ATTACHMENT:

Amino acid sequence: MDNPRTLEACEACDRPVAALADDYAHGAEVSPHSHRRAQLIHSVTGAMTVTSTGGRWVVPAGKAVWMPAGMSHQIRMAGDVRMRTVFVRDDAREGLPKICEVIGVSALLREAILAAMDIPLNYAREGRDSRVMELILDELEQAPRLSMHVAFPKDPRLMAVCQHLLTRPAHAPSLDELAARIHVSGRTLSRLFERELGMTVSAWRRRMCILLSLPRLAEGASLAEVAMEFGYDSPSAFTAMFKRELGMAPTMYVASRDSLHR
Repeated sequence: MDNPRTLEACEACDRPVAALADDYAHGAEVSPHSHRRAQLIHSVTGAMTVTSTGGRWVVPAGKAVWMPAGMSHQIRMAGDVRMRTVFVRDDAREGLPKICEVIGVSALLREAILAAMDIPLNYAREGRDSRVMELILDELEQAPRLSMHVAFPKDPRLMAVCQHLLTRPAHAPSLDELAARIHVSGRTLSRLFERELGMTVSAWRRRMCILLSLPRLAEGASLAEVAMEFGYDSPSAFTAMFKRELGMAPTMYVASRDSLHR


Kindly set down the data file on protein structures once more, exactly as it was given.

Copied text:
Amino acid sequence: MDNPRTLEACEACDRPVAALADDYAHGAEVSPHSHRRAQLIHSVTGAMTVTSTGGRWVVPAGKAVWMPAGMSHQIRMAGDVRMRTVFVRDDAREGLPKICEVIGVSALLREAILAAMDIPLNYAREGRDSRVMELILDELEQAPRLSMHVAFPKDPRLMAVCQHLLTRPAHAPSLDELAARIHVSGRTLSRLFERELGMTVSAWRRRMCILLSLPRLAEGASLAEVAMEFGYDSPSAFTAMFKRELGMAPTMYVASRDSLHR
Repeated sequence: MDNPRTLEACEACDRPVAALADDYAHGAEVSPHSHRRAQLIHSVTGAMTVTSTGGRWVVPAGKAVWMPAGMSHQIRMAGDVRMRTVFVRDDAREGLPKICEVIGVSALLREAILAAMDIPLNYAREGRDSRVMELILDELEQAPRLSMHVAFPKDPRLMAVCQHLLTRPAHAPSLDELAARIHVSGRTLSRLFERELGMTVSAWRRRMCILLSLPRLAEGASLAEVAMEFGYDSPSAFTAMFKRELGMAPTMYVASRDSLHR